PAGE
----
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What We're Talking About This Week - January 17th

Oklahoma Senator Weaver R. Moore filed a bill to address workplace violence in healthcare, meant to protect medical professionals amid disproportionate risks. Facial recognition ban in Cambridge, Massachussetts, marks a trend, with a growing cohort of communities moving to ban the technology. New York lawmakers are calling for increased security in non-public schools, hoping to make Jewish educational institutions safer in the wake of recent anti-semitic attacks. Leutienent John Weinstein shared 11 tips to prepare for an active-shooter incident, created from knowledge as a commander. Wildfire technology and cybersecurity upgrades in California's 2020 budget, including allocations for technology programs. 

Key Points: 
  • The California's $222 billion budget proposed by Gov. Gavin Newsom focuses most prominently on addressing the state’s shortages of teachers, housing and health care, it also includes several new allocations for technology programs that promise to improve network security and augment emergency response for a state with an ever-widening wildfire season. 
  • The California Department of Forestry and Fire Protection, or Cal Fire, would get an additional $120 million next year, rising to $150 million in subsequent years for additional resources, including hiring new firefighters and adding more engines to to the state’s firefighting fleet.
  • The budget also proposes the creation of a new Wildfire Forecast and Threat Intelligence Integration Center to analyze wildfire risk, a collaboration between the California Department of Technology, the state Office of Emergency Services, the California Public Utilities Commission and the California Military Department.
  • Investments would pile onto two experimental firefighting technologies now being tested: software that predicts where active blazes will spread and an ignition-detection system that relies on aerial sensors.

This Week From The Rave Team 

Read some of the stories our writers were most excited to share with you this week. To access all of our stories, check out our blog.

Recap: The 2020 Higher Ed Spending Package

higher-education budget On Thursday, December 12, the United States Senate approved the 2020 Education Spending Package, allocating a $1.4 trillion spending package that will boost funds for certain higher education inititatives, as per the Washington Post. Despite initial proposed cuts and concern about funding for programs such as the Federal Work Study or Pell Grants, higher-education associations and advocates are satisfied with the final budget, according to Education Dive. Efforts to ease affordability and prioritize funding for minority-serving institutions, such as historically-black colleges and universities or tribally controlled-colleges and universities, are central to the 72.8 billion in discretionary funds set aside for higher-education in the spending package.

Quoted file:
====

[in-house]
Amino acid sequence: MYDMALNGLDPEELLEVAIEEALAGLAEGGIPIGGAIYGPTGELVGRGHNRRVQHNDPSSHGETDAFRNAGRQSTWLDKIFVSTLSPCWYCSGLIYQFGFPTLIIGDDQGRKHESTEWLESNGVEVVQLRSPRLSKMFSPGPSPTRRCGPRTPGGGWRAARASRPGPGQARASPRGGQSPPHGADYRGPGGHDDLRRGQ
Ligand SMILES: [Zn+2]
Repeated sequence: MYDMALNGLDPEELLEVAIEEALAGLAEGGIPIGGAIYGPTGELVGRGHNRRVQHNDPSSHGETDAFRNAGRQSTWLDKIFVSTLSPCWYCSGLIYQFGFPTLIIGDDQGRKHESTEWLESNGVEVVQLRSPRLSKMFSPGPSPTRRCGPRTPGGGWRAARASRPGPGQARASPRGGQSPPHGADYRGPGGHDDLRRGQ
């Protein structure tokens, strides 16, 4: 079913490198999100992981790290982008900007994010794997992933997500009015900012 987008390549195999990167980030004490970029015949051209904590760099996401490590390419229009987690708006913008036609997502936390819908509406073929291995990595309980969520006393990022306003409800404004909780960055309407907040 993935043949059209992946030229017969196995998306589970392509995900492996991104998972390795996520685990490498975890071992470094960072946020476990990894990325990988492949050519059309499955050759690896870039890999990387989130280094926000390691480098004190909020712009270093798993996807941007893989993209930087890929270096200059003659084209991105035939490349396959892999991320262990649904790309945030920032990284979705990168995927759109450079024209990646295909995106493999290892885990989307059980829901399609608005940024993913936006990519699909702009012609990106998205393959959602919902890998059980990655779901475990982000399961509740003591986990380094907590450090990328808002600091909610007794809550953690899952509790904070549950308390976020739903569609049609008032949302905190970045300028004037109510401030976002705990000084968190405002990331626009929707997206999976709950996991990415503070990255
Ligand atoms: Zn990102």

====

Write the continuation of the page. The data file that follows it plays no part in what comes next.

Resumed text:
Mandatory Silent Panic Button Alarms are Gaining Traction: Alyssa's Law in Florida

Alyssa's Law in Florida - School BuildingSchool shootings have unfortunately become a regular tragedy in the United States. These shocking active shooter incidents may have sparked fears and anxieties for young students, but they have also kick-started urgent conversations to improve school safety in K-12 schools across the county. Following one of the deadliest school shootings in 2018 at Marjory Stoneman Douglas High School, Florida state lawmakers have taken action to improve campus safety by implementing mandatory monthly active shooter drills as well as armed security guards at every school in the state.

Public Safety Predictions for 2020

public safety trends Each year, public safety leaders face new security concerns, from rising rates of gun violence to increasingly frequent and destructive natural disasters. Rising to meet these challenges will require local officials and first responders to create comprehensive, forward-thinking safety plans, embracing new and innovative solutions. In order to better prepare to protect your community, it's important to note several key public safety predictions for 2020. Taking time to understand the strategies, organizations, and technologies at the forefront of the public safety field will help build a stronger, even more sustainable safety plan for the year. 


Rave In The News 

In the coming year, it's likely that AI will make substantial strides, causing positive changes to specific industries and adapting how they function at an elementary level. Forbes experts who touch on the sectors that may benefit the most from AI in the coming year and why the technology is so crucial to those field. Rave Mobile Safety CEO Todd Piett spoke to how AI will affect public safety, saying, "Public safety will see the greatest adoption of AI in the years ahead—from cost and speed efficiencies in the handling of emergency calls for service to early identification of public health risks." 

Read the whole story here. 

Mary Kate McGrath
Mary Kate McGrath

Mary Kate is a content specialist and social media manager for the Rave Mobile Safety team. She writes about public safety for the state & local and education spheres.

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